I am building several types of radio antennas, and I would like to test which is the most effective. I am wondering: What is the best way to measure the strength of the received signal?

It is at ~151 MHz and 2 watt transmission power, and I will be testing over a distance of at least a couple of hundred feet. The results don't have to be calibrated, only correct relative to one another. Any ideas?

Edit as per comment request:

I am transmitting from a handheld unit which is capable of 2, 4, and 8 watt transmission power, but I am using the 2 watt setting to comply with MURS regulations.

The ideal measurement device would be low cost or home made, such as the one described in the answer below.

Thanks in advance.

  • \$\begingroup\$ You could run the receiver antenna output into a 50-ohm 2W resistor to ground and measure the RMS power dissipated in the resistor. I could be way wrong, which is why I am commenting rather than answering. \$\endgroup\$
    – vicatcu
    Feb 24, 2019 at 23:54
  • \$\begingroup\$ Tell us more - what transmitting and receiving equipment do you have on hand? And how would you define "best?" Are the transmitter and receiver fixed in place, or handheld? \$\endgroup\$
    – tomnexus
    Feb 25, 2019 at 18:23
  • \$\begingroup\$ @tomnexus : Thanks for the advice. I have added the information that you suggested. \$\endgroup\$
    – Danny
    Feb 25, 2019 at 19:50
  • \$\begingroup\$ and what receiver do you use, or is that not under your control? I ask because without access to real test gear, the best thing is probably to use the receiver you already have, to compare your different antennas. Making something accurate for 150 MHz will not be simple. \$\endgroup\$
    – tomnexus
    Feb 25, 2019 at 19:55
  • \$\begingroup\$ @tomnexus : I have a second handheld unit, but that is it. Both are Baofeng GT-3TP Mark III. I am researching the circuit that is outlined in the answer below, what are your thoughts on that? \$\endgroup\$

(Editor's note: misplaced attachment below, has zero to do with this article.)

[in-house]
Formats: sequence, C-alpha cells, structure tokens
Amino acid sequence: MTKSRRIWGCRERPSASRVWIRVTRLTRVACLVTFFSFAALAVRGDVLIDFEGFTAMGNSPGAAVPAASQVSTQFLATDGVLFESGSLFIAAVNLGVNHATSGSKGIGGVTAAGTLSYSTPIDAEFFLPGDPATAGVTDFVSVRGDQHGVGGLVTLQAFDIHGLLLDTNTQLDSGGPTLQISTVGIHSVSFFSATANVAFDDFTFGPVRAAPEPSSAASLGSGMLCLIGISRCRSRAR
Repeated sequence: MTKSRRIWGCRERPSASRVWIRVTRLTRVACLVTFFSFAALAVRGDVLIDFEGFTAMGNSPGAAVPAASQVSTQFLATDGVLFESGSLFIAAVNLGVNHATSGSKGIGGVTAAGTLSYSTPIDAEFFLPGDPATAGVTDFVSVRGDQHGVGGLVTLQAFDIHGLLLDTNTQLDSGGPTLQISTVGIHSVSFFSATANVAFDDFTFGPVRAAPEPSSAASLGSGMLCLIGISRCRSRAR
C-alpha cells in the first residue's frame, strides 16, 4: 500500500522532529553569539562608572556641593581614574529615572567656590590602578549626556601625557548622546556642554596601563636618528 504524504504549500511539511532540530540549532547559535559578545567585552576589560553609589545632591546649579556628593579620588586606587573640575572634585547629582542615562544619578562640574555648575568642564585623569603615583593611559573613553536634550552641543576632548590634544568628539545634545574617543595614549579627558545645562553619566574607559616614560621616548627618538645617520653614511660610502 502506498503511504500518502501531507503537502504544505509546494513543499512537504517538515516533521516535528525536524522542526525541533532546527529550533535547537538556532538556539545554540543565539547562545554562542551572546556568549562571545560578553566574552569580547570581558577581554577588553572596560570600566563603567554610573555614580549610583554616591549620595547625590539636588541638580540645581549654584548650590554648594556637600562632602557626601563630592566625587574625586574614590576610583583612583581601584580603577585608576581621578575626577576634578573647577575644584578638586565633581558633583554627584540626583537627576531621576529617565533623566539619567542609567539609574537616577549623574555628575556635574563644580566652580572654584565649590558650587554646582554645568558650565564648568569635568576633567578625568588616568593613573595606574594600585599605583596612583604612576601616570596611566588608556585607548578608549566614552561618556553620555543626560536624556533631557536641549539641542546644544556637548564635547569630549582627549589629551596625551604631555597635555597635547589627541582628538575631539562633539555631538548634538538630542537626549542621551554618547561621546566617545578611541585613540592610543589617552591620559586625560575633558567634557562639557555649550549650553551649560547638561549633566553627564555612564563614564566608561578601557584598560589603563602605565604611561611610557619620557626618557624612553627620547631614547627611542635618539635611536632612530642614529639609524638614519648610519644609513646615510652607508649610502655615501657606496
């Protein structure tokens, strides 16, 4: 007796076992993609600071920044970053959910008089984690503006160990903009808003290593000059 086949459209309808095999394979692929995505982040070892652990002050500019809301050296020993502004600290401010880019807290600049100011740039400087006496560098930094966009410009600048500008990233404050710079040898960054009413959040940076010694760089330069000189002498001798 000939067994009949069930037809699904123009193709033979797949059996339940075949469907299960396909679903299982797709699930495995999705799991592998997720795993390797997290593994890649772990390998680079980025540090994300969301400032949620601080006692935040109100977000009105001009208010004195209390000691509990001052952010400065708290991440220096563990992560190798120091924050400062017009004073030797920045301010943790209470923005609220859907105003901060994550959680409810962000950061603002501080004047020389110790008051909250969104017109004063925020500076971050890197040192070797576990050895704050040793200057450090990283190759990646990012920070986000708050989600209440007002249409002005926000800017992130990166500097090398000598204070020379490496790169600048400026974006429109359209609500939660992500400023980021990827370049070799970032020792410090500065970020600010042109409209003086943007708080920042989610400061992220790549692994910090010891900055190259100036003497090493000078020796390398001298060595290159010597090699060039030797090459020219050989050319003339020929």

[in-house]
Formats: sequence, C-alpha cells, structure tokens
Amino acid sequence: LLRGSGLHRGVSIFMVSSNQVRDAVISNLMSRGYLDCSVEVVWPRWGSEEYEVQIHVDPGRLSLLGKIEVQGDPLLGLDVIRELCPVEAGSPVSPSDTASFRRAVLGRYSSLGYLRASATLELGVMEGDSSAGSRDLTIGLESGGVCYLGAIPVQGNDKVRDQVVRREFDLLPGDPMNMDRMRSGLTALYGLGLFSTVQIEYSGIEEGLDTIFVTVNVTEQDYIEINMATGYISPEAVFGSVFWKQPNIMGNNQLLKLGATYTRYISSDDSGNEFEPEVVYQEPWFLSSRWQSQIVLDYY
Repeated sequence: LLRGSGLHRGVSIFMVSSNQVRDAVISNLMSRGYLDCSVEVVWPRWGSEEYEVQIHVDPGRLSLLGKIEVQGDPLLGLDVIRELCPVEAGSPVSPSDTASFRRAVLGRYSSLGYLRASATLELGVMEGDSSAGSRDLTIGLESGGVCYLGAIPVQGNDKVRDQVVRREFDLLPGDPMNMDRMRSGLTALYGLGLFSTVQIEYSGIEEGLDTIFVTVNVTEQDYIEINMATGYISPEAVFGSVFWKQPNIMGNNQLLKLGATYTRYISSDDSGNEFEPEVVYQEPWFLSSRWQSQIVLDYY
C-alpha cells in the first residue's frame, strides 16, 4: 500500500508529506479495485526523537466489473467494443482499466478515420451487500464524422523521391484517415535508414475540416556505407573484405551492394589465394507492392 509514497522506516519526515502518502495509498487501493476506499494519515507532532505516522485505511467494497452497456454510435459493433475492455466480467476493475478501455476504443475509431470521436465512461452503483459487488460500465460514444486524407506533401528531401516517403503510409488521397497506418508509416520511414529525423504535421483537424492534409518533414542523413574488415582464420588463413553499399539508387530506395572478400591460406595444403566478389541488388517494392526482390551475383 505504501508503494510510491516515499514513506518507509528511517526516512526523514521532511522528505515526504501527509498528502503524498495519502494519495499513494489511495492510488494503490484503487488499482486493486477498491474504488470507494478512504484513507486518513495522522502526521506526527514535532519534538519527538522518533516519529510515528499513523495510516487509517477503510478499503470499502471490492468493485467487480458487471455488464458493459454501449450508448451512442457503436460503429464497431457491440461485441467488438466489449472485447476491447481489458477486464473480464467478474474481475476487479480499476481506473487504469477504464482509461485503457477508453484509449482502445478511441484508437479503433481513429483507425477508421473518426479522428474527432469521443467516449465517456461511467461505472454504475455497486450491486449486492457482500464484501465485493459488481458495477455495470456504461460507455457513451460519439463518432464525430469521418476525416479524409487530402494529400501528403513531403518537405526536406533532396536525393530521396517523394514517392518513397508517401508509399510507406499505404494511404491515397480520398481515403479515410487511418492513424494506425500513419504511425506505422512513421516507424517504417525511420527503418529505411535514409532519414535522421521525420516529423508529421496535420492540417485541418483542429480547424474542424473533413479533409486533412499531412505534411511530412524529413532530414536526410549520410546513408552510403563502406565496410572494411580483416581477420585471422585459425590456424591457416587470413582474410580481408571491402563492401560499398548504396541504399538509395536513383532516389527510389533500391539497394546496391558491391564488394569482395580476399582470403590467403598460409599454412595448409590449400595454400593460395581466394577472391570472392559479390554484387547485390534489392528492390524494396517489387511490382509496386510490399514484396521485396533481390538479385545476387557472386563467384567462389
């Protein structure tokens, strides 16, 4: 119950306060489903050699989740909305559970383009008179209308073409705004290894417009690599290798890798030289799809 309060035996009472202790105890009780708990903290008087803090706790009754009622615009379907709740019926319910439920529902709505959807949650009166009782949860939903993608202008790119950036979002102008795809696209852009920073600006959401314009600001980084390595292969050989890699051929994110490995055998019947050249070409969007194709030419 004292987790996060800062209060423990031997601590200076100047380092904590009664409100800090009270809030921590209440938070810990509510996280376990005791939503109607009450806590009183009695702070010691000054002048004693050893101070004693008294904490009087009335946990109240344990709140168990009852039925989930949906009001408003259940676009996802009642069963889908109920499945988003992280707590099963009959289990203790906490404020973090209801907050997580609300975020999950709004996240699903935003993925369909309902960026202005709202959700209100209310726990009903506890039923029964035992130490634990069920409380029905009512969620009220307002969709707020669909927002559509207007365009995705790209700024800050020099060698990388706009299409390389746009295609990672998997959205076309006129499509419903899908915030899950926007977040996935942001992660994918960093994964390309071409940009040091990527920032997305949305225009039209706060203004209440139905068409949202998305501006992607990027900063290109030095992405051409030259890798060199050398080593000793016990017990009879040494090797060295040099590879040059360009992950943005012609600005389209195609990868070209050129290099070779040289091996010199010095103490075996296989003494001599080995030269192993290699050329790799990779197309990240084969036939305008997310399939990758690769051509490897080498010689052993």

– Danny
    Feb 25, 2019 at 20:04

1 Answer 1


All you need is a tuned whip or dipole, a matched tuned amplifier with "hot-carrier" or Schottky diode, 1k ~10k load and DMM to measure square law power. Then use Friis Loss calculator to compare results with distance.

Two rooftops worked for me at work in '76 when I measured my antenna polar pattern with a turntable to plot polar gain and thus beamwidth. I had enough Tx power so that an Rx amp was not necessary.


simulate this circuit – Schematic created using CircuitLab

A half-wave dipole should be fed using a balanced transmission line matching its typical 65–70 Ω input impedance.

You do not have to tune the Rx antenna since you are only interested in relative gain.

But if desired to measure matched frequency and impedance tuning, I used a directional coupler or RF splitter to measure the reflected power using the same diode detector for null voltage. Then nearby motion reflections from people and static reflective walls will affect the result within 10 wavelengths or so declining with distance. I used a sweep generator to find resonant point then trimmed antenna at desired f. A ground plane and vertical or horizontal polarization are considerations depending on what you want to test.

In the field, for calibrated measurements, I have used omni-frequency calibrated biconical dipole antenna in an open field site with quasi-peak measuring spectrum analyzers.

If your background RF levels are greater than your received signal you can also use a radio with AGC to record levels or an SDR or use an LC tank at 131 151 MHz with Zc= 10% of R load e.g. near C~11pF 100nH 1k.

  • \$\begingroup\$ Thanks so much for the quick response! This is super helpful, I will definitely do some research on that type of circuit. \$\endgroup\$
    – Danny
    Feb 25, 2019 at 3:26
  • \$\begingroup\$ I wonder who the "driveby" troll -1 was? \$\endgroup\$ Feb 26, 2019 at 19:09
  • \$\begingroup\$ So is the power just V^2? \$\endgroup\$ Oct 2, 2020 at 17:17
  • \$\begingroup\$ @LewisKelsey P= V^2/R \$\endgroup\$ Oct 4, 2020 at 0:53
  • \$\begingroup\$ Well yes but there's no R in this case; it measures a voltage, but what R? If the DMM is after the antenna then the voltage drop over the antenna is already factored in \$\endgroup\$ Oct 4, 2020 at 16:23

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